The addition of Betemit plugs up the only gaping hole the Tigers had in their lineup. The question now becomes who goes from the 25-man roster to make room for Betemit when he joins the club for the upcoming Minnesota series. The candidates are Inge (of course), Ramon Santiago, and Don Kelly. Despite the fans and Manager’s love affair with Donnie Kelly, I actually believe that Santiago would be the more useful bench piece at the moment. The way the Tigers infield is currently with Betemit and Carlos Guillen, having a good defensive replacement off the bench is going to be key. That comment is directed at Guillen, who has shown very little in terms of range at second base in his short time in the majors. Kelly’s value, on the other hand, lies in the fact that he can play multiple positions which isn’t to say that he can play them all well as he can be quite shaky in the infield.

The prospects going the other way here represent a pretty decent return for Kansas City. Cruz is a young lefty who sits at 89-91 mph and has a potentially plus pitch in his curveball. Rodriguez has been called the best defensive catcher in the Tigers system and his fielding is so strong some think he could make the majors as a backup even if his bat never develops, though he’s hitting .283 at Lakeland. Needless to say, but the Tigers won’t be missing either of these players anytime soon.

Nick Shlain, a Journalism student at Eastern Michigan University, writes for Detroit Baseball Page.com. You can follow him on Twitter @nshlain.

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Fungoes

Verlander Dominated, but AJax Played Too Deep

This post was written by Nick Shlain, a Journalism student at Eastern Michigan University. He writes for Detroit Baseball Page.com. You can follow him on Twitter @nshlain. Look for occasional posts from Nick on The Daily Fungo.


I thought he had it. I really did. Earlier in the year I wrote that Justin Verlander could have another no-hitter this summer and I still believe that (he’ll face the Indians again, right?).

AustinJacksonTuesday night was the tenth time in Verlander’s career that he carried a no-hitter into the seventh inning. It was also his third complete game of the year and second shutout. And third career two-hitter.

With a league-leading 105 strikeouts and microscopic 0.87 WHIP there is little debate over who should start the All-Star Game for the American League at this point.

Verlander dominated with 40 fastballs that registered above 95+ mph, but also was very consistent with his curveball and changeup. It was probably his best start of the year in that regard.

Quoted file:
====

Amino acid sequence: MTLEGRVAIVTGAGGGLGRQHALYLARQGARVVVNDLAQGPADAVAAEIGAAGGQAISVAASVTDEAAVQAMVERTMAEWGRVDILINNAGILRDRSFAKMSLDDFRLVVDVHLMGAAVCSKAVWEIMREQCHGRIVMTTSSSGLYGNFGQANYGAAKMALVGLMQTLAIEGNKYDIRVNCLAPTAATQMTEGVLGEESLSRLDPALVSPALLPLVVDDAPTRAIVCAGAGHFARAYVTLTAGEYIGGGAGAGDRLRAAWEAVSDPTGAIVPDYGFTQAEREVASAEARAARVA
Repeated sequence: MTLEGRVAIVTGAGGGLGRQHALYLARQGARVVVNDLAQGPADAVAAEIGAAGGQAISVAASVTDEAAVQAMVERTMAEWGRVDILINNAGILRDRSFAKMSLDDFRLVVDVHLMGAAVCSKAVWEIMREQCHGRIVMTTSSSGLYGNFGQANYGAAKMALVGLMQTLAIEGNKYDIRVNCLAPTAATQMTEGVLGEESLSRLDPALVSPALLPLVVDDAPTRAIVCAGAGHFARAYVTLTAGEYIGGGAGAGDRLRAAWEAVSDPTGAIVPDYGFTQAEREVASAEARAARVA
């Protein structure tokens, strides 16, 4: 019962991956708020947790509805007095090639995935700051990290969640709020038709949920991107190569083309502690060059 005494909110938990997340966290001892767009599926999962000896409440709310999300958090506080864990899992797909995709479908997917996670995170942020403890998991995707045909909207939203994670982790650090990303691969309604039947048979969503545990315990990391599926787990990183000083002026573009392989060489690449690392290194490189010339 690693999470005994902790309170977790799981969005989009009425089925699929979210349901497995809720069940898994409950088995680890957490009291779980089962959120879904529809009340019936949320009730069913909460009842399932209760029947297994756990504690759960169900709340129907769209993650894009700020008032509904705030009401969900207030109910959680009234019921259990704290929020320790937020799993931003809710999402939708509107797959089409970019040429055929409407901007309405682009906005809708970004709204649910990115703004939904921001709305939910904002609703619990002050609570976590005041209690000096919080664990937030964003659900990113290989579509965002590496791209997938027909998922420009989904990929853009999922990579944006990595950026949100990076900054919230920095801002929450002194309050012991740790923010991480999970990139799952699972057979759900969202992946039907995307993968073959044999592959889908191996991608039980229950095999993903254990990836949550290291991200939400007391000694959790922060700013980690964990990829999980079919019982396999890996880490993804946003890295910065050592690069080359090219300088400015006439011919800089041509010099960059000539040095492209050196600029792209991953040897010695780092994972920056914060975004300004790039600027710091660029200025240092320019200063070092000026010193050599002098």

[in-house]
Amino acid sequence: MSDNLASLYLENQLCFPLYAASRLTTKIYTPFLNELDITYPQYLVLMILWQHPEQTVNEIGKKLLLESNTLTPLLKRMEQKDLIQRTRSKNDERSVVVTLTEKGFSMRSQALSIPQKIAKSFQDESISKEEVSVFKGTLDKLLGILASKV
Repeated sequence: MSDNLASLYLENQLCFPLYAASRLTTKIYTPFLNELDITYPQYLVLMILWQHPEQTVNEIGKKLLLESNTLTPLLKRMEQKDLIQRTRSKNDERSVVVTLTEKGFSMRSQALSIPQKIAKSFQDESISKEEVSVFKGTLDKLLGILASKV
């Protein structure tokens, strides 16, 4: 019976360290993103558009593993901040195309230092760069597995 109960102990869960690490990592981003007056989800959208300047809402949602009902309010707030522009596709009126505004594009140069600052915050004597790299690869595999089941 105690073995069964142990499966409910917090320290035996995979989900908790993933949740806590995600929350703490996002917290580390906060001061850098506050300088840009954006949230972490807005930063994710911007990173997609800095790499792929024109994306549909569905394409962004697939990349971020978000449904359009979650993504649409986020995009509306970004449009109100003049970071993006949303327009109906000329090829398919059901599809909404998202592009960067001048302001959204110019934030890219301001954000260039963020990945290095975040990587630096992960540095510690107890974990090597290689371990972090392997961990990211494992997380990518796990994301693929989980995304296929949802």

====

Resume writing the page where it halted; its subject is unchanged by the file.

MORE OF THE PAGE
I remember marveling at Verlander after his no-no in Toronto because he threw it without the command of his curveball. He only had four strikeouts in that start, the last of which came on a slider to Rajai Davis to end the game. He was able to get weak contact by pounding the zone with his fastball the entire night.

Verlander was a different kind of dominant Tuesday night as he was able to baffle the Indians with tremendous breaking stuff as he set down 12 on strikes, including Grady Sizemore four times.

The no-hitter was lost with one out in the 8th inning when Orlando Cabrera lined a 99-mph fastball that was on the outside corner into shallow center.

Most people are saying this was a bad break for Verlander as Cabrera happened to put a nice swing on it, but if there’s anything to complain about on the play its that centerfielder Austin Jackson was simply just playing too deep. In my opinion, he’s playing too deep for Orlando Cabrera at anytime of the game.

It was just Monday that Comerica Park saw how shallow B.J. Upton plays anyone and everyone. It burned Upton and the Rays when Miguel Cabrera and
Ramon Santiago hit balls that he wasn’t able to cutoff, but the true mark of a great centerfielder is how shallow you play. Torii Hunter isn’t the best centerfielder of the generation because he makes highlight catches, its Andruw Jones because he played shallow and still got to basically everything in the same zip code.

If I’m Austin Jackson, I’d have taken a few big steps in and make the not-so-scary
Cabrera hit the ball over my head. Upton was playing in with Joel Peralta on the mound against Miguel (!) Cabrera late in a tight game.

Late in a no-hitter with the Tigers leading by four and Verlander is pumping 99-mph gas there is no excuse for playing Cabrera that deep in that spot. Where he was playing he had no shot, but if he’s playing in with his closing speed he definitely has a shot a catching it with a few steps and a dive.

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Fungoes

Pondering a Mid-Week Pounding

Thinking ManI’ve never been fond of that old baseball chestnut, attributed to long-time Orioles manager Earl Weaver, “Momentum is tomorrow’s starting pitcher”, but how else can you characterize the atrocities at Comerica Park this week?

Fresh off a once-in-a-millennium sweep of the White Sox, the Tigers, well, got smoked by the lowly Mariners thanks to three more or less devastating pitch performances. Smoked.

There were so many moments and plays during this series that could’ve turned a game in Detroit’s favor but went the other way — big time.

If I had to choose the turning point in the series, it had to be the top of the fifth in game one on Tuesday night. The Tigers clawed back to tie the game at three — a major hurdle when facing Felix Hernandez — only to watch Phil Coke hand the lead and the game back to the Mariners by allowing four runs.

Talk about a momentum killer.

And then there were the errors: five in three games, four on Wednesday alone.

And, how about that bruising top three spots in the lineup for Thursday’s finale? Austin Jackson, Ramon Santiago and Magglio Ordonez amassed an average of .180. In fact, five players in Thursday’s lineup finished the game with an average of .200 or lower.

And, how about Ryan Raburn’s performance — any facet you choose?

Right now, things look bleak for the Tigers’ offensively and it appears they now lack any momentum.

Then again, tomorrow’s starting pitcher is the Indians’ Jeanmar Gomez, whose record is 0-1, 7.36.

Maybe I like that old adage after all.